• If the bin starts to get a little wet. I rip up a few more strips and push them down the side of the bin into the damp area on the bottom. These dry newspapers soak up excess moisture.
  • Food scraps go into the bin whenever I go upstairs from the kitchen and think about it. I pull the paper away from a different area each day and drop the food into the bin. I then cover the area back up and walk away. Easy!
  • Every few months when the paper is all eaten and the bin is getting full, I empty the bin. Generally, I’m a lazy gardener and put a bunch of new food in one side of the bin – feeding the one side for a week or more while ignoring the other side. This lures most of the worms over to the feeding side. I can then dig out the non-feeding side and harvest those worm castings. I then refill this half with clean bedding and start feeding over on the clean side. A few weeks later, the worms will have moved again and I’ll remove the other completed side.

Doug’s Summmary Notes

I know some folks don’t like the idea of having a worm bin anywhere in the house. I didn’t mind it because it was odour free and sat in the corner of my office. It was only when we started going South for the winter, I stopped. The worms didn’t appreciate being in a very cold house all winter and not being fed. It wasn’t good. I still have the bins and some day I’ll set them back up.

After all, I love easy gardening and this is the easiest way I know to make compost.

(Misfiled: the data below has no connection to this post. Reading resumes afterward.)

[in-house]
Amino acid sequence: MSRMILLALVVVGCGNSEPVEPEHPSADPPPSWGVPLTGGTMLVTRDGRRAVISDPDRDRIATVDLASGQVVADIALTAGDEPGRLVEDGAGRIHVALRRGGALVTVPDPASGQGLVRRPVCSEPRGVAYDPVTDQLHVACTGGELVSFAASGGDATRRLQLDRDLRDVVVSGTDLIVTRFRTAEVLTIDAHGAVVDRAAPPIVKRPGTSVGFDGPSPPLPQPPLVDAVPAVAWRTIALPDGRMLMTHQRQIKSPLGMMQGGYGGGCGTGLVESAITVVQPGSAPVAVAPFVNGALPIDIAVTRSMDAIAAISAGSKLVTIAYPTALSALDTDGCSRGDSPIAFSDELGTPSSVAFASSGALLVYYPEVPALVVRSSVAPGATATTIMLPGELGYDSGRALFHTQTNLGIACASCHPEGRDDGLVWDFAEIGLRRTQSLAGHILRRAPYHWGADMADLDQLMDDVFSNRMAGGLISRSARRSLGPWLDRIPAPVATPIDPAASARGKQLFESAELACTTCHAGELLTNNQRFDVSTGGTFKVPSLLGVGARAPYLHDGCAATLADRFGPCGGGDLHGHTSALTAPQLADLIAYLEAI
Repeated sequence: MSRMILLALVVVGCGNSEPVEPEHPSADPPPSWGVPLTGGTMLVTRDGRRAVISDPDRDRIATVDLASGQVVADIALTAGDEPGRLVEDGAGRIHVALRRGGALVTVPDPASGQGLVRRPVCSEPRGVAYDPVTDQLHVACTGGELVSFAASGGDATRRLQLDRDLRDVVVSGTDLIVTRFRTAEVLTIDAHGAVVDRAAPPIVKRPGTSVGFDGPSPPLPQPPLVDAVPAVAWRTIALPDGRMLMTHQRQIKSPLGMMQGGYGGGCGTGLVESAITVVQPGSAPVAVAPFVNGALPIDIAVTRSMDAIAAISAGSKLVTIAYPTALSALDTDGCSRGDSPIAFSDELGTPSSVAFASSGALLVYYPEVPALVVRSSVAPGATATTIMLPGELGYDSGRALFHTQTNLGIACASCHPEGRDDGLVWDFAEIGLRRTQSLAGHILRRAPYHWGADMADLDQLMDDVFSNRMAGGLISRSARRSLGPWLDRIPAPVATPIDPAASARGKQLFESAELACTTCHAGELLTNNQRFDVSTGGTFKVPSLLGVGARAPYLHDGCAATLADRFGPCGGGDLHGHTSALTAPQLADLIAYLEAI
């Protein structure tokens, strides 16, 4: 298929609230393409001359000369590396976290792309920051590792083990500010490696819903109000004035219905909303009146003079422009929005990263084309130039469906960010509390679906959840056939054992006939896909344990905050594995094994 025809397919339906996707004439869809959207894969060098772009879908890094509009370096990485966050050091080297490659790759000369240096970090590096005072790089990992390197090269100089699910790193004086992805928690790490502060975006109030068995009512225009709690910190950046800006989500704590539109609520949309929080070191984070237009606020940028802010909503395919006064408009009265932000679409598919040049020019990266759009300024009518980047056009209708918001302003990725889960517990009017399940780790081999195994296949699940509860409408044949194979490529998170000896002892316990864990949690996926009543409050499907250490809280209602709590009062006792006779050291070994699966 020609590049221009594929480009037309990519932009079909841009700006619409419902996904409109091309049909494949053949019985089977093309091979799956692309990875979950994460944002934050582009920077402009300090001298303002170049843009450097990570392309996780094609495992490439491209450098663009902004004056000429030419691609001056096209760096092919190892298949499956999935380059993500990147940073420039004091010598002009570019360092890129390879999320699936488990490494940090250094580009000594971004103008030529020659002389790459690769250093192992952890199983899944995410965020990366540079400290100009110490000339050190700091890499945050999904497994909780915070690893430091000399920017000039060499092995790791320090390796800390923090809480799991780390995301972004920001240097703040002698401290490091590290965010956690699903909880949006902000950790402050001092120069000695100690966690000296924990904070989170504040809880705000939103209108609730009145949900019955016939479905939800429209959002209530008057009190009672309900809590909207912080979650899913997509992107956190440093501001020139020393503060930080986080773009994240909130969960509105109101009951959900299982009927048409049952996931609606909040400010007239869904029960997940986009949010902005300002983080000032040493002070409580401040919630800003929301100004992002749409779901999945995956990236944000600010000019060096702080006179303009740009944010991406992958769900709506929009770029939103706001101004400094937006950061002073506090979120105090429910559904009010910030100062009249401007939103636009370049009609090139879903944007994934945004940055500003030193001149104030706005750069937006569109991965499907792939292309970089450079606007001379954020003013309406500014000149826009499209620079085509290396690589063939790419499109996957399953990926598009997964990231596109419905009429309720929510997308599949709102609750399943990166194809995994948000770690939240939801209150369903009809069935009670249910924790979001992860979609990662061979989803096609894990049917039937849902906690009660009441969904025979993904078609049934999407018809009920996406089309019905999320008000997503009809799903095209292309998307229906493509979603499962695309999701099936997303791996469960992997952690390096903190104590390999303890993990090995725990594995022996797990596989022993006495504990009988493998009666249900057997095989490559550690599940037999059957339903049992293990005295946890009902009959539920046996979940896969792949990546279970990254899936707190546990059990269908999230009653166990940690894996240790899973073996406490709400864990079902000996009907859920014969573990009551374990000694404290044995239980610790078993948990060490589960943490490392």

Update: January 2019. I no longer have a worm bin. The reality of living in the north and travelling during the winter means I come home to dead worms. The data is good folks, but it’s like anything else – if you’re around to take care of them – fine. If not…

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Three Real Uses For Coffee Grounds And Gardening

Coffee grounds and gardening might not seem like a match made in heaven as there’s some evidence to show that we should be using this very abundant waste product in our gardening efforts.

And most of us have lots of this product so here’s how to work both ends against the middle and use this product.

The first thing to be aware of is there’s a lot of misinformation and unproven data out there about coffee grounds in the garden.

The Research on Coffee Grounds & Slugs

The research on slugs and caffeine shows that concentrations of caffeine as low as .01 % reduces feeding by slugs (they avoid caffeine treated leaves) but that it doesn’t kill them at that rate.

A 1% solution can be expected to kill 60% of slugs while a 2% caffeine solution will knock out 95% of all slugs. This 2% solution is more effective than the chemical normally used in slug control. (metaldehyde)